Big breath, big life
You want a life of fulfillment, success, opportunity, and joy. You want to overcome your challenges, and fully experience all the tribulations that come your way.
You want a big life.
To get there, you need a big breath.
What this means is that you need to retrain the way that you breathe so that you breath is optimal, so that you're breathing deeply, slowly, rhythmically, and fully, rather than breathing high in your chest, rapidly, arrhythmically, and shallowly.
In short, you need to breathe both bigger and better. Why?
The Sufis -- those mystical, meditating sages who originated in the Middle East -- have a saying:
Half a breath, half a life.
What this means is that a pattern of breathing that is shallow, where you effectively use only a small portion of your breathing capacity, cuts you off from your vital essence to the detriment of your body, mind, and spirit. Let's take a look at each of these.
Breathing shallowly, arrhythmically, and high in the chest (also called "thoracic breathing") characterizes the type of breathing that comes from stress. This way of breathing causes a negative cycle where emotional stress leads to physiological stress, for it causes a condition known as hypocapnia.
Hypocapnia, also called "overbreathing", is when the blood CO2 level falls below a certain critical level of pressure (35 mm Hg), which leads to something called respiratory alkylosis, a chemical reaction where the blood becomes too alkaline for red blood cells to function correctly. Without the proper level of CO2, red blood cells cannot effectively make use of the oxygen in the bloodstream, thereby starving the tissues and organs in your body of oxygen, a condition known as hypoxia.
This is why breathing badly can cause everything from muscle aches, tingling, to nerve issues, digestive issues, and potentially to serious illnesses as well -- astoundingly, scientists haven't much studied bad breathing as a root cause of illness. Nonetheless, it is safe to say that hypoxia signals a grave disruption of the body's circulation of vital life energy.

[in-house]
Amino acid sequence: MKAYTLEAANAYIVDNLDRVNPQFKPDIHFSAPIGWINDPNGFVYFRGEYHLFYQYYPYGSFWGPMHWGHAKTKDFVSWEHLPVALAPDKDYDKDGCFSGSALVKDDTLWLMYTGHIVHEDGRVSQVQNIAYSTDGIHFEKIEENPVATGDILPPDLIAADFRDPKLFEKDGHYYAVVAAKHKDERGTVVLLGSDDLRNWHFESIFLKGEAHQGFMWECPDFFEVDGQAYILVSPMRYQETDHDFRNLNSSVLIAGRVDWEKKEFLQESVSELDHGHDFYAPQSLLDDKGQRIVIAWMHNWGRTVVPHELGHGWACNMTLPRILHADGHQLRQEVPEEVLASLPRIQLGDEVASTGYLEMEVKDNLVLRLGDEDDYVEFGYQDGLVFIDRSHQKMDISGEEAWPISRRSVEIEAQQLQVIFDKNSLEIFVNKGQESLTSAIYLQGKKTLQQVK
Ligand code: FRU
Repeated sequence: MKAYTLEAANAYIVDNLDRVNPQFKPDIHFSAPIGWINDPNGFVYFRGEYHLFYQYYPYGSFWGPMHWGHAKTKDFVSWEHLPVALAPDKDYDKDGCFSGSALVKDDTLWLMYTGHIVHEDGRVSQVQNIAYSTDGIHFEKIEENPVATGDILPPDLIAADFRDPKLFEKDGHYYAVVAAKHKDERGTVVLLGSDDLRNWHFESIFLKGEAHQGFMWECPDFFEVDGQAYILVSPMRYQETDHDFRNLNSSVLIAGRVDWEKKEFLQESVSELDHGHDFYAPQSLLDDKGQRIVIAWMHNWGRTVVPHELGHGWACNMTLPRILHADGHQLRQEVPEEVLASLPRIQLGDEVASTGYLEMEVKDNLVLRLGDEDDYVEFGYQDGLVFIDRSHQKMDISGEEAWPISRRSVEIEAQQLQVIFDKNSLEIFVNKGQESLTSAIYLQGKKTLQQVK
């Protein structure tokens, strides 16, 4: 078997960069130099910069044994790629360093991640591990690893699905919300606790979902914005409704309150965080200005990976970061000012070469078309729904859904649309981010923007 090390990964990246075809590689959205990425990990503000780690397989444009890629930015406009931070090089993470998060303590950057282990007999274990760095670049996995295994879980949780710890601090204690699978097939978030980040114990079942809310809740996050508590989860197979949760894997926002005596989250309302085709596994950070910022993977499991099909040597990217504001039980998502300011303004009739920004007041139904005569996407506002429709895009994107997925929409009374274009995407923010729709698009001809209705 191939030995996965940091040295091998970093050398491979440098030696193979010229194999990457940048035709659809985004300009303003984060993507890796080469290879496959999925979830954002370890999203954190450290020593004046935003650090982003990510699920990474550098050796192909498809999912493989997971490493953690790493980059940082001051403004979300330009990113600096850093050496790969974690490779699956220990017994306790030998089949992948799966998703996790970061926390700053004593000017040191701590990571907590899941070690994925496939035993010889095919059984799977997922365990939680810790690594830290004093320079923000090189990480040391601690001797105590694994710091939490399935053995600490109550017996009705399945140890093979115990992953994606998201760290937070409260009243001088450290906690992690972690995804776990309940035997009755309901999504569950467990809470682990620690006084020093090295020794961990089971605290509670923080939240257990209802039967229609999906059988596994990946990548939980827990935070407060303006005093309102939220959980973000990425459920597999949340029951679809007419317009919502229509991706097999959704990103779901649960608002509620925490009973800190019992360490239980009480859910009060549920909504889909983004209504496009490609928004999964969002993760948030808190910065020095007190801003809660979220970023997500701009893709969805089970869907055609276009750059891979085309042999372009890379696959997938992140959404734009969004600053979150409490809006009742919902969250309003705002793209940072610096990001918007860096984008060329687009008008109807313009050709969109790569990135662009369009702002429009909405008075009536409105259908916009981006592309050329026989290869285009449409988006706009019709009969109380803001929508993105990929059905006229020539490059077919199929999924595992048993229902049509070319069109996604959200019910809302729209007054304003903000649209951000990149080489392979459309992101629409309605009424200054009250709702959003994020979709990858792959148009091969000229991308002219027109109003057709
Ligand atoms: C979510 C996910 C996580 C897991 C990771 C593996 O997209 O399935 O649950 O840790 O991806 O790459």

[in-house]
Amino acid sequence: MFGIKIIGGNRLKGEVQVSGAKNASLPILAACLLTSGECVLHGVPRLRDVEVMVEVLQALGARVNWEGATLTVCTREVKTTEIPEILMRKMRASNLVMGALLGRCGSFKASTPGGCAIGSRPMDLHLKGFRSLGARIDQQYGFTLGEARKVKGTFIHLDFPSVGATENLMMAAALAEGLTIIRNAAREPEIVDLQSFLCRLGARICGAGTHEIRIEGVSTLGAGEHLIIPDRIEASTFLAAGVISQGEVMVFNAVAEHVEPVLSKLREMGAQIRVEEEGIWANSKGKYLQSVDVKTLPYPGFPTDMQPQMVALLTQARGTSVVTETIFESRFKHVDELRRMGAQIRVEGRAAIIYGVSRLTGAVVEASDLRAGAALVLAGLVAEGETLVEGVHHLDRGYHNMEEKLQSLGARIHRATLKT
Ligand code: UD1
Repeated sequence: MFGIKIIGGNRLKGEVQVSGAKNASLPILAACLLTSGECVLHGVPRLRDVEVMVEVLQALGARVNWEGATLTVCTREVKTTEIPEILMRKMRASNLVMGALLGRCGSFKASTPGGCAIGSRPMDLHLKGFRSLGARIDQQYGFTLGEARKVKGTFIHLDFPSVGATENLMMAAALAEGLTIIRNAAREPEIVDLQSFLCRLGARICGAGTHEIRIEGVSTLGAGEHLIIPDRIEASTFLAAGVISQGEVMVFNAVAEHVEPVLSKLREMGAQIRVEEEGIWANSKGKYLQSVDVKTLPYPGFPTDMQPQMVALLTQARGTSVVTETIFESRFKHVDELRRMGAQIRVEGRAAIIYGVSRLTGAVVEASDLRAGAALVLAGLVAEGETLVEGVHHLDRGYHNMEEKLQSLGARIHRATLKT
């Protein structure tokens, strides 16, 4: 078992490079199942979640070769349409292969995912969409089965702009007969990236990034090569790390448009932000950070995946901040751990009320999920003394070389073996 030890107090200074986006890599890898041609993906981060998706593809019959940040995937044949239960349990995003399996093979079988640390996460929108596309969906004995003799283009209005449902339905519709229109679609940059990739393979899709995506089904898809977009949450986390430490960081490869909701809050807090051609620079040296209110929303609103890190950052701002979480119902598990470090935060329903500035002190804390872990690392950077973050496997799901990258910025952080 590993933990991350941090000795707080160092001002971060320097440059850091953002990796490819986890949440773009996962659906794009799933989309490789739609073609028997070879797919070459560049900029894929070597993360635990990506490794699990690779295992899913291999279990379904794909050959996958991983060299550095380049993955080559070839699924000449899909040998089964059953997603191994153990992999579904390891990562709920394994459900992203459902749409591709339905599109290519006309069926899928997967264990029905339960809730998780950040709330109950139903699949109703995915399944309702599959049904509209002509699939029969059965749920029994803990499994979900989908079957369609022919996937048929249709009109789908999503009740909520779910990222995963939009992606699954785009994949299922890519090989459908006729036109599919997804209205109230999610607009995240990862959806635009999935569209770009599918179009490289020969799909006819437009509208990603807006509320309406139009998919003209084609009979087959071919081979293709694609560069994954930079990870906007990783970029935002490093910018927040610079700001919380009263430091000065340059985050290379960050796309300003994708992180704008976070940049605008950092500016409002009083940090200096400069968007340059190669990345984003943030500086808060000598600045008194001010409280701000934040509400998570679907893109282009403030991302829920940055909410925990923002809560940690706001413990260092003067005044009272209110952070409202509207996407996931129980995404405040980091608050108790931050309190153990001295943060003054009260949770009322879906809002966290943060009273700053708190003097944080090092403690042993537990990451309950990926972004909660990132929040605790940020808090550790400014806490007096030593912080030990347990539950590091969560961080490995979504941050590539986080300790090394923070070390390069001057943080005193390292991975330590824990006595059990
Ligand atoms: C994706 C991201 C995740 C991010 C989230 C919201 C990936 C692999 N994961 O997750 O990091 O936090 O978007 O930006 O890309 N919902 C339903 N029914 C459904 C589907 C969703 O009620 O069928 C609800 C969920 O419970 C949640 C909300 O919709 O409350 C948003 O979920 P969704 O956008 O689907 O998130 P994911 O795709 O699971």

The place where you can most easily see the effects of hypoxia is the brain. Look at this image, which shows the oxygenation of the brain under normal breathing (CO2 above 35 mmHg), and hypoxia due to hypocapnia (CO2 below 35 mmHg):
The brain on the right has far less oxygen, and as a consequence, performance is reduced. Now your mind is more than just your brain, but it should be obvious that starving the brain -- or any bodily organ or tissue -- of oxygen is bad.
We also know that rapid, shallow breathing causes an anxiety response, bringing a host of hormonal and endocrine responses as your body's "fight-or-flight" trigger gets activated. Re-training your breathing helps your mind slow down, and calm down. Slower brainwaves (up to a point) are better for concentration. Rapid, high-frequency brainwaves are associated with stress, and aren't good for complex thinking and analysis.
Bad breathing tends to cut you off from your emotions, which are intimately connected to the intangible world of soul and spirit. When you feel a strong emotion, it tends to disrupt your breathing, causing the physiological stress/anxiety response I mentioned above. If this becomes your unconscious pattern, you'll tend to want to avoid your emotions, because you associate strong feelings with a very unpleasant stress response.
Over time, you listen less and less to your heart, feeling less and less emotion, cutting you off from the wellspring of your spirit.
How to Get a Big Breath
Breathing bigger and better is going to take some work, because breathing is largely unconscious. To re-train your breathing is going to require focusing on your breath intensively. The best way to do that is through meditation.
However, not all kinds of meditation focus on making your breath optimal in the ways that I've described; in fact, very few approaches to meditation and very few teachers of meditation have much to say about the breath beyond that you should pay attention to it.
I teach a course called Meditation Basics that will teach you the 5 aspects of optimal breathing, starting at the very beginning.